I am wanting a full description of an apparatus used for Young's double slit (not necessarily the one that Young himself used though), which takes monochromatic light (though not laser light) and sends it through a series of slits and lenses to make it coherent and collimated (and maximising the end intensity) before finally reaching the double slit. Does anyone know any resources that will explain such a set up in detail?

Below I have included a diagram of the sort of set up I mean:

enter image description here

Although here I can explain what each component does some I am a bit unsure about and want a reliable recourse to confirm.

  • $\begingroup$ What are you basing your diagram on? There are usually no lenses between the slits or the screen. $\endgroup$
    – user263399
    Aug 14, 2015 at 13:48
  • $\begingroup$ @user263399 The first lens is to make an image of the source at the centre of the single slit. This increases the amount of light passing through the system and therefore the intensity of the final beam. Lens 2 is to collimate the pattern. $\endgroup$ Aug 14, 2015 at 13:50
  • $\begingroup$ By collimating at lens 2 your image is going to fall in the centre between the two slits is it not? $\endgroup$
    – user263399
    Aug 14, 2015 at 13:55
  • $\begingroup$ @user263399 If the centre of the single slit is at the focal point of lens 2 then as the light passes through lens 2 it will become plane, (with an image essentially been formed at infinity). This by collimating the beam the two double slits will be illuminated by a plane wave. $\endgroup$ Aug 14, 2015 at 14:00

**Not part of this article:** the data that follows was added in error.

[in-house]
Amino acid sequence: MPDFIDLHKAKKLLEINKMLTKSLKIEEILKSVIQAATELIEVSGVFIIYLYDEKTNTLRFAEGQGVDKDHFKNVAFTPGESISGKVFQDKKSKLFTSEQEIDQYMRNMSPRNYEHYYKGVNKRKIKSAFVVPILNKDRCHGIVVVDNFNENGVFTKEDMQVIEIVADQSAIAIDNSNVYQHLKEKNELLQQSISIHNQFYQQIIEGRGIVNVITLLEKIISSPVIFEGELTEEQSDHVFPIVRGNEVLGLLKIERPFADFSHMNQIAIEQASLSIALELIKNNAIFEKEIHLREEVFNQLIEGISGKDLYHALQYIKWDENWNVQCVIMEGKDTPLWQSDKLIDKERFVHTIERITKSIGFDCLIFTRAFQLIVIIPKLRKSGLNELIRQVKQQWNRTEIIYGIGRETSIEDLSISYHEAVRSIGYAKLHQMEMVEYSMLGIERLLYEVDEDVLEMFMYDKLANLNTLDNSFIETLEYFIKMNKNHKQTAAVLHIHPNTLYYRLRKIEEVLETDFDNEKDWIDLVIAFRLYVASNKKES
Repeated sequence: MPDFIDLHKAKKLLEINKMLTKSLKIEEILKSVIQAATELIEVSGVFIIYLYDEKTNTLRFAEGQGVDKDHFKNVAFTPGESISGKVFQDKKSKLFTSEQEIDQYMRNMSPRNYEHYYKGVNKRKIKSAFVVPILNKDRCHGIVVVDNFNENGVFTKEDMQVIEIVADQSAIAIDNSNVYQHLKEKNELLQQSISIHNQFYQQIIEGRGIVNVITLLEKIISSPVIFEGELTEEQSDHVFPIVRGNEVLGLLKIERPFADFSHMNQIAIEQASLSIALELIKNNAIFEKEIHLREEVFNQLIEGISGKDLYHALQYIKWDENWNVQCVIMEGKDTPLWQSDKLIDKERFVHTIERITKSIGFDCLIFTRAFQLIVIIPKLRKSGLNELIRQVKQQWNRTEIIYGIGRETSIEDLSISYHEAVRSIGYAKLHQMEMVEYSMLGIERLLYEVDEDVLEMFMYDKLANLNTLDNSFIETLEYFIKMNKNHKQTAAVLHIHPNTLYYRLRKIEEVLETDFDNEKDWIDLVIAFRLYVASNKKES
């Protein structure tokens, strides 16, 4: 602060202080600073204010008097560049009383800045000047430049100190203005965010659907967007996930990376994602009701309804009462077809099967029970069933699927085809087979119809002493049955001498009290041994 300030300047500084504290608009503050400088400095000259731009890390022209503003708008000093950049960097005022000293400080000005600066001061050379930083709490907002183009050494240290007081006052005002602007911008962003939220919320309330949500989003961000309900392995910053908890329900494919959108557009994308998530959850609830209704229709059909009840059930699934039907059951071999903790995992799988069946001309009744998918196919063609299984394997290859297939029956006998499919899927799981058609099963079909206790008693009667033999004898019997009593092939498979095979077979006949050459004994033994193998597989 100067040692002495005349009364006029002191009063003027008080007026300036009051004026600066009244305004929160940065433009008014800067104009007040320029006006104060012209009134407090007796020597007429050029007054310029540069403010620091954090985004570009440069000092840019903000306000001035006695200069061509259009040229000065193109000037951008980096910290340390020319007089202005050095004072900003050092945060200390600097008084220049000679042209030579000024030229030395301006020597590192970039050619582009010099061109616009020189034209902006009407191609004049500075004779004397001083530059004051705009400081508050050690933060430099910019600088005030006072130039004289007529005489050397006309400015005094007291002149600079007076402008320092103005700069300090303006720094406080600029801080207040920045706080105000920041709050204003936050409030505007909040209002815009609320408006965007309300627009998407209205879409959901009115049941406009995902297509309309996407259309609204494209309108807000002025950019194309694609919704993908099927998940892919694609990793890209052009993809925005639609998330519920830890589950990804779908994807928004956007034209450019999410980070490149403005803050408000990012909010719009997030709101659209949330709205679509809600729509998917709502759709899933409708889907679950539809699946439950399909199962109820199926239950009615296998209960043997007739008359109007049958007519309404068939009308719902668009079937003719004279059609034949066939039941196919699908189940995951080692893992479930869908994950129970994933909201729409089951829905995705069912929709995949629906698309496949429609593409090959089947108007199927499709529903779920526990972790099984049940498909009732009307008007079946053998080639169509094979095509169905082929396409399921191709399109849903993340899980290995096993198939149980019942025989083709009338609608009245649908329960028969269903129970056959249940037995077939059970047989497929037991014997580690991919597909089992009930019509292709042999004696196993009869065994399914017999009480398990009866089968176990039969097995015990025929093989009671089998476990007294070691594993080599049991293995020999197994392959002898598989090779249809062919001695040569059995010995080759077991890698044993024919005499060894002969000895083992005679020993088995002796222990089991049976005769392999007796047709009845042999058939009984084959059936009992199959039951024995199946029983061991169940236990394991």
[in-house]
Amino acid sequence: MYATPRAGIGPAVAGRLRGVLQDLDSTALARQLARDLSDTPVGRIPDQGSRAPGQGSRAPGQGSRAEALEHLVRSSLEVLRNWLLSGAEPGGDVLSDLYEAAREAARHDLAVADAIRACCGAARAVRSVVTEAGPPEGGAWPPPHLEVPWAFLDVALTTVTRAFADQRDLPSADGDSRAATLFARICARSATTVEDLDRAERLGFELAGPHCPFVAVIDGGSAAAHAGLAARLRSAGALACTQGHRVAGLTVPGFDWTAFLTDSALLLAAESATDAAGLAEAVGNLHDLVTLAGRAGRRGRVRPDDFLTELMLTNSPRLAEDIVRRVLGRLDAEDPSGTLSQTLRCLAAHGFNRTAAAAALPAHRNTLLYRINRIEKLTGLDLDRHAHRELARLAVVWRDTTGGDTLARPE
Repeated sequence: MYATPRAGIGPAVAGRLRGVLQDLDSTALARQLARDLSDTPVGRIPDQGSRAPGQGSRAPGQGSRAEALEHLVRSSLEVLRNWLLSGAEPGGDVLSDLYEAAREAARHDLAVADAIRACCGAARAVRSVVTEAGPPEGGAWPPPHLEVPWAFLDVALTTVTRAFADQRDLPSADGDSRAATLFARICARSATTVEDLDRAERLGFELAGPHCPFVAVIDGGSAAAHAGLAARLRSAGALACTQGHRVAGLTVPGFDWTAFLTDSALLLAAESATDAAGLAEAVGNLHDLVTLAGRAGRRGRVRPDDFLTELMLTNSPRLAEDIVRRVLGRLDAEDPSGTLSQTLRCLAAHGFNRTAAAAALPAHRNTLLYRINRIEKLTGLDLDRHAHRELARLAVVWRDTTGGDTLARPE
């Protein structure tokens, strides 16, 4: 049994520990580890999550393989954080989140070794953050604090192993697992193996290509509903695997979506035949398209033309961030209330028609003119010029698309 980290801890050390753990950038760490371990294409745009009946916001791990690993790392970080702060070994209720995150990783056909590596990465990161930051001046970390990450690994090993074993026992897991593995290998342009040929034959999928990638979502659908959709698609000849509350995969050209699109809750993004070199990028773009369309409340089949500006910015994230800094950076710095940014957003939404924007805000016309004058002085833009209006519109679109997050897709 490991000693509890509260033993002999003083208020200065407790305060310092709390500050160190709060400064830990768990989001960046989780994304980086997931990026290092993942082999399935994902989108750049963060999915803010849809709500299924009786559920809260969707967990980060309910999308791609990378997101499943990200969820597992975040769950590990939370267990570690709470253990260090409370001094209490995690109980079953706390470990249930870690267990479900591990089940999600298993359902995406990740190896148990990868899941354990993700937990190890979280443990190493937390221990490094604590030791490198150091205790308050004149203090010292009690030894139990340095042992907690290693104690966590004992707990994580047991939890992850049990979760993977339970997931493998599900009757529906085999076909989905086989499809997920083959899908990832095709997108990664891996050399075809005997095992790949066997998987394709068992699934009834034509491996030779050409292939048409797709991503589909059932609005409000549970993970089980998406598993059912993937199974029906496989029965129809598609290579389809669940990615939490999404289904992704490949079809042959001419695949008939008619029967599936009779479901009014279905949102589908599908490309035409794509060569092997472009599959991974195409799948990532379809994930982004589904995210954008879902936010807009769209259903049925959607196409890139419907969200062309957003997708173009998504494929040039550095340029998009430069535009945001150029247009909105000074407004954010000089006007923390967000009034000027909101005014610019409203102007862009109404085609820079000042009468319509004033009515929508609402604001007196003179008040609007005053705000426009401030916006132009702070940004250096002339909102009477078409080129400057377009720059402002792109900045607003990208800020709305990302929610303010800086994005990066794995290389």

• $\begingroup$ These two sources give similar diagrams to the one I have given pondpol.com/appnotes/analytical/… and vikdhillon.staff.shef.ac.uk/teaching/phy217/instruments/… $\endgroup$ Aug 15, 2015 at 6:09

2 Answers 2


The company TeachSpin builds a two-slit interference instrument for use in the advanced/modern physics lab. There are several descriptions and schematics at that website.

They do not have a lens before or after the single slit. The single slit is physically close to the source.

I've used the instrument several times and it gives beautiful results for both the fine and coarse interference intensities. It also allows you to selectively block either of the two slits so that you can show that the two-slit pattern is not the sum of two one slit patterns.

  • 1
    $\begingroup$ +1 Very nice. As I said, the only purpose for the first lens is to improve the throughput. The double slits are far enough from the pinhole that the wavefront curvature has minimal effect over the lateral distance between the two slits. A pinhole close to the source works. If you have a laser, you don't really care about throughput, nor do you if you want to count photons with a PMT (you don't want too much light getting through, or you'll destroy the PMT). $\endgroup$ Aug 15, 2015 at 0:38
  • 1
    $\begingroup$ In the setup of the TeachSpin device, there is a photodiode to use wtih the laser. There is a low-intensity green-filtered current-adjustable bulb which you count with the PMT. It's a well-thought out instrument. $\endgroup$